Max Carroll ’21 completed his bachelor’s degree in the summer in electrical engineering with focus on power and renewable energy. He was inspired to pursue a career in energy after experiences in Germany, where he grew up and still visits frequently.
“When you drive through Germany you see windmills and renewable energy sources everywhere, and when I went back, they were expanding on it, and adding panels,” says Carroll. “I said to myself, ‘How do these things actually work?’ ”
Now a graduate student studying electrical engineering at UCF, Carroll is planning on spending a lot of time in the new space.
“I’ll be doing my research there, as all the tools I need are in there. But I can also study there,” he says. “The computers have virtually all the programs there that I’ll need for my classes.”
“We are excited to bring this innovative research space to UCF engineering students,” says Ed De Varona, FPL’s vice president of transmission & substation. “The lab is a terrific training ground for rising engineers to work directly with the latest technologies and help refine and innovate the way energy is transmitted and distributed across the grid now and in the future.”
Currently, more than 1,400 undergraduate and graduate students at UCF are studying electrical or computer engineering — disciplines that support energy systems and electricity grids. Another 500-plus UCF students have indicated they plan to pursue an electrical or computer engineering major once prerequisite coursework is completed.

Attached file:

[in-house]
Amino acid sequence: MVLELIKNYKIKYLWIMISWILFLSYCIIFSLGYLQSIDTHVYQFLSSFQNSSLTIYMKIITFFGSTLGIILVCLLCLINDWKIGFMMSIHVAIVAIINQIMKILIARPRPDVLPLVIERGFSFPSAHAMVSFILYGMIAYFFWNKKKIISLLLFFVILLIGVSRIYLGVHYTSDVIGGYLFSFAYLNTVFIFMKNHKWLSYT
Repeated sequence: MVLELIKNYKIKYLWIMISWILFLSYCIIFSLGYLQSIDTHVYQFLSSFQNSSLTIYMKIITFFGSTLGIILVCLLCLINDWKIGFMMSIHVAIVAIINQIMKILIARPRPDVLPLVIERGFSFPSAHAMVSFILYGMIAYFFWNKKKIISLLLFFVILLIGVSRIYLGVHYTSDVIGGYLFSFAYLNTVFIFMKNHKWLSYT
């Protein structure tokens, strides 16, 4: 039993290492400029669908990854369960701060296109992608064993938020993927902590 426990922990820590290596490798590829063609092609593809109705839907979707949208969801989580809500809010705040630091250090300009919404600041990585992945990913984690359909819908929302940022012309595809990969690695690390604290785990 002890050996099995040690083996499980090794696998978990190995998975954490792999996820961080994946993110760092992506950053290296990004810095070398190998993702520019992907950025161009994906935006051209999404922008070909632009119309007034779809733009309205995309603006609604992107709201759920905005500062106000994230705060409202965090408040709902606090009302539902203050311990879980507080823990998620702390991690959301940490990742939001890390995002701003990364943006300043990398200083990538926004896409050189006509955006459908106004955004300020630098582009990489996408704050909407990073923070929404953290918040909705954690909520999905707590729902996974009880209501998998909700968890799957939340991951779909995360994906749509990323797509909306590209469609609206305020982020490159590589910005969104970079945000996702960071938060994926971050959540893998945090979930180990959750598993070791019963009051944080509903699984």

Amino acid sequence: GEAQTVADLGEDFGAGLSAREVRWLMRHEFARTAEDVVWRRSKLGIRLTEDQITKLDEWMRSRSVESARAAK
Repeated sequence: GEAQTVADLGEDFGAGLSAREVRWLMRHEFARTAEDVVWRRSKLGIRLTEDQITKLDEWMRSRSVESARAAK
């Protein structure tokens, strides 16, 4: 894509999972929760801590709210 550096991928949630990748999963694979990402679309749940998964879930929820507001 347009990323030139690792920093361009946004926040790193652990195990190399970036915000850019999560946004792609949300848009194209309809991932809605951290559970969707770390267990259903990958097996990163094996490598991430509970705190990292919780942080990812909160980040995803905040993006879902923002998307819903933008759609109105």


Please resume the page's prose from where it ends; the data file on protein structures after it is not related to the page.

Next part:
UCF’s College of Engineering and Computer Science offers a power and renewable energy track as part of its undergraduate programs. In addition, a graduate certificate is offered in sustainable and resilient energy systems.
“The Microgrid Control Lab provides unprecedented access to a modern grid control center that enables some of the brightest young minds in the country to collaborate, learn and help reimagine the energy grid of tomorrow,” says Jim Walsh, general manager of GE Digital’s Grid Software business. “As renewable energy sources, like solar, continue to expand and evolve, the technology behind the grid has to keep up. It is critical that electrical and computer engineering talent have real-life experiences with the hardware and software that underpins the modern grid helping utilities securely deliver reliable clean energy.”
GE Digital is also beginning a new internship program that invests in the development of its team and future grid engineering leaders. The program will offer UCF students an intensive experience in the utilities and power sectors and help students develop analytical and software development skills using emerging technologies like artificial intelligence and machine learning.
FPL and GE Digital together employ approximately 400 UCF alumni in their workforces.